# Power Series x=0: What Does a0 & x0 Mean?

• kahwawashay1
In summary, the conversation discusses the meaning of the function y(x) which is equal to the infinite sum of an(x-x0)n, and how the initial condition y(0)=1 is related to the values of x0 and a0. It is mentioned that while x0=0 and a0=1 is a possible choice, other options may be used depending on the situation.
kahwawashay1
what does it mean if y(x)=$\sum$$^{∞}_{n=0}$ an(x-x0)n
and y(0)=1 ?
does this mean that x0=0 and a0=1 ?

It means y(0)=1.

That x0=0 and a0=1

is one (obvious) possibility, but sometimes other choices are used.

For example we might chose a different x0 is there is a singularity near zero and we need the series to converge is a certain range. Like if there were a singularity at x=-1 and we would like a series valid on (-1,3) we might choose x0=2. Then y(0)=1 means

1=y(0)=$\sum$$^{∞}_{n=0}$ an(-2)n

A bit tricky to work with, but not too bad.

## 1. What is the purpose of the x=0 in a power series?

The x=0 in a power series indicates the point at which the series is centered around. It is often referred to as the "center" or "origin" of the series.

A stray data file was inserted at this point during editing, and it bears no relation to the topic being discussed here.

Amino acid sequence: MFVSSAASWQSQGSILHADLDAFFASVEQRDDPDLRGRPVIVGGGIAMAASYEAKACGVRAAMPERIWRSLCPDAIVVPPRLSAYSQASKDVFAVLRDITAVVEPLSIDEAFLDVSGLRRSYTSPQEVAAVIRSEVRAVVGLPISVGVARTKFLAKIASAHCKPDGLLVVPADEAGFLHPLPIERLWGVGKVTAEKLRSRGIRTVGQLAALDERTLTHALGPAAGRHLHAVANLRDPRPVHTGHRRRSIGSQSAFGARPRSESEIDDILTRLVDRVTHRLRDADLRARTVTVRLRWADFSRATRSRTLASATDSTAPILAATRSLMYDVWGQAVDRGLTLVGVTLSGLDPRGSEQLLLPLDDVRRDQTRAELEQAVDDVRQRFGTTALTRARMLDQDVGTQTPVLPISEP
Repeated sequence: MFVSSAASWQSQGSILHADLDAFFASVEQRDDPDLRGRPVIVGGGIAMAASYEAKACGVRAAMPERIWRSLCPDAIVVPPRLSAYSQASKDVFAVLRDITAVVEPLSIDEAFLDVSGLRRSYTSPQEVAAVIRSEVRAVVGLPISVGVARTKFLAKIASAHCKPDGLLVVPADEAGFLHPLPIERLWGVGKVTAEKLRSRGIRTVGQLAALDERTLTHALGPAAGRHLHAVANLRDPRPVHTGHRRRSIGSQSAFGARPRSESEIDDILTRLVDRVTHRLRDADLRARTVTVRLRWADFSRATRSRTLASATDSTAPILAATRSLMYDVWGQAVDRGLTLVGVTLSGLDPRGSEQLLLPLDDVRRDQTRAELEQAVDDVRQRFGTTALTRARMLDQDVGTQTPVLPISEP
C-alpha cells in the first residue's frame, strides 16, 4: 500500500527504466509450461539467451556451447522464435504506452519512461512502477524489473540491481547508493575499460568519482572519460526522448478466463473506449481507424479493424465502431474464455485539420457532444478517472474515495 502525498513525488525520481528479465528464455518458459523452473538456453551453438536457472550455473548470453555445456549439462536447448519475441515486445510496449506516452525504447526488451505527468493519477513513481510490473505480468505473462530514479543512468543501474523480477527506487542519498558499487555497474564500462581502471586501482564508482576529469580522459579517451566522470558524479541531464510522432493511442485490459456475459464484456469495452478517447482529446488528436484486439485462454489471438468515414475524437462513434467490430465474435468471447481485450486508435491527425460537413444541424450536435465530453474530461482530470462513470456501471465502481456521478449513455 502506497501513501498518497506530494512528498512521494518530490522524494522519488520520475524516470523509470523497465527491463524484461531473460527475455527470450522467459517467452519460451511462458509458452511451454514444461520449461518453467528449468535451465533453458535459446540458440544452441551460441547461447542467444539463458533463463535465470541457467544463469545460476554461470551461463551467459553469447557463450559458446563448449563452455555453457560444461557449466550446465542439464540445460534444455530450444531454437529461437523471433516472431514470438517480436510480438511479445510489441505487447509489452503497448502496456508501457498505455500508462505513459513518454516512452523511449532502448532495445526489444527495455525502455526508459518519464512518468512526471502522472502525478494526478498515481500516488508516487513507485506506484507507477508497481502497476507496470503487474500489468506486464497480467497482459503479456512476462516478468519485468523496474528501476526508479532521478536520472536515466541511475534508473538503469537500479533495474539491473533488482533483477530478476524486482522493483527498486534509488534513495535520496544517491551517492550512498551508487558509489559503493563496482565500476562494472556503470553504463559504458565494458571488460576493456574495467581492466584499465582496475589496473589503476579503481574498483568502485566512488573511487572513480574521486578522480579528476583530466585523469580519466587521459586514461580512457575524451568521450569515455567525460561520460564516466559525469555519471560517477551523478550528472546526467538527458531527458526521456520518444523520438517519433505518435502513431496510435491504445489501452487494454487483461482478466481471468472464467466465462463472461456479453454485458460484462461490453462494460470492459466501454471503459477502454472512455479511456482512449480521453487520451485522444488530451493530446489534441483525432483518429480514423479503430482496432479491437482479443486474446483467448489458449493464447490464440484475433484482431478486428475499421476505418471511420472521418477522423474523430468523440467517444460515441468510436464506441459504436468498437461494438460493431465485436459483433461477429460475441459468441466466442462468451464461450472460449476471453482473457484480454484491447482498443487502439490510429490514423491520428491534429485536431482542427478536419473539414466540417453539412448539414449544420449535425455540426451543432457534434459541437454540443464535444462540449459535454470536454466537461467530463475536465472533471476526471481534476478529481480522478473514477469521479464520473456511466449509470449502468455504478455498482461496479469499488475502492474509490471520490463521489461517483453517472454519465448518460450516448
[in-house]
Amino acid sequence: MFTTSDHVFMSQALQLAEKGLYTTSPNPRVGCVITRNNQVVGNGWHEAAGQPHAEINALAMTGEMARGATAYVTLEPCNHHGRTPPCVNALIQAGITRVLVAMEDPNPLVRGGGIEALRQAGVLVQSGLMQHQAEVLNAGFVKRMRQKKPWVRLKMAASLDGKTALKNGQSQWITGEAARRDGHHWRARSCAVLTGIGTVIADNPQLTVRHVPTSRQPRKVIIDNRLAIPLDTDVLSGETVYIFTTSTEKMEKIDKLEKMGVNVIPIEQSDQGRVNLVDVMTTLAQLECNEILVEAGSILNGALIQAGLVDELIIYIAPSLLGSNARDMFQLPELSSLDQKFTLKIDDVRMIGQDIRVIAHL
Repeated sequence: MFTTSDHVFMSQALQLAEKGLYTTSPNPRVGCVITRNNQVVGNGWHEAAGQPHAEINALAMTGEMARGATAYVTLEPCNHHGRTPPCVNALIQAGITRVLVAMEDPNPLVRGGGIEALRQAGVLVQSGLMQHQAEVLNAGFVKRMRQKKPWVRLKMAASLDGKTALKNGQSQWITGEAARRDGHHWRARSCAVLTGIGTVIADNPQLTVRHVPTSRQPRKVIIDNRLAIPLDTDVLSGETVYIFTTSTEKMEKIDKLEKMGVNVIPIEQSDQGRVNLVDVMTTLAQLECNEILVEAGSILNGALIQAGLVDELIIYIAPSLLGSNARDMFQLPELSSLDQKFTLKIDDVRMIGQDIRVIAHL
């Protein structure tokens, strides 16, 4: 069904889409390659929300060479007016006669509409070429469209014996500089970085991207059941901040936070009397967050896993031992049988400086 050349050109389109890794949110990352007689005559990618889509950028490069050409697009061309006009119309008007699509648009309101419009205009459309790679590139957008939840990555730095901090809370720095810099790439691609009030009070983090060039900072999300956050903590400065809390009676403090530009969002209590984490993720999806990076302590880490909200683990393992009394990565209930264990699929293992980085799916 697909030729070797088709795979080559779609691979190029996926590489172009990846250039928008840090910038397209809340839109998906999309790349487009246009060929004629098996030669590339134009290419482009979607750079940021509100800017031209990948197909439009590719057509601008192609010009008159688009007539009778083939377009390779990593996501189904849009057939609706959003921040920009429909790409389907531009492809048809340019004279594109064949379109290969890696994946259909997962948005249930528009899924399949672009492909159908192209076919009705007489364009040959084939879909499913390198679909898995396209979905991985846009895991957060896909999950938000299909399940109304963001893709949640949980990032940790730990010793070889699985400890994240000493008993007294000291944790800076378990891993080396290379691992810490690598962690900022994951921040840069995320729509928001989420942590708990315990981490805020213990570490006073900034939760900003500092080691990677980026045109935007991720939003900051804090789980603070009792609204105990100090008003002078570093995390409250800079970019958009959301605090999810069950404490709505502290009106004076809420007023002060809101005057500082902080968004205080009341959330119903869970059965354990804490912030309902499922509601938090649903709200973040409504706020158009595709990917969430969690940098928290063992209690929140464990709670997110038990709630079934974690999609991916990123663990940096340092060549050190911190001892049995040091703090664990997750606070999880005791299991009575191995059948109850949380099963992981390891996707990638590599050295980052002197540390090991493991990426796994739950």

## 2. What does a0 represent in a power series?

The term a0 in a power series represents the coefficient of the constant term, or the term without any x variables. It is often called the "leading coefficient" or "initial term."

## 3. What is the significance of x0 in a power series?

The x0 in a power series represents the power of x that is being raised to. For example, x^0 is equivalent to 1, x^1 is equivalent to x, and so on. It helps to determine the pattern and behavior of the series.

## 4. How do a0 and x0 affect the overall power series?

The values of a0 and x0 can greatly impact the overall behavior and convergence of a power series. The value of a0 determines the "height" of the series, while the value of x0 determines the "width" or "radius" of the series.

## 5. Can a0 or x0 be negative in a power series?

Yes, both a0 and x0 can be negative in a power series. This can result in a series with a downward or outward trend, depending on the exponents of the other terms in the series.

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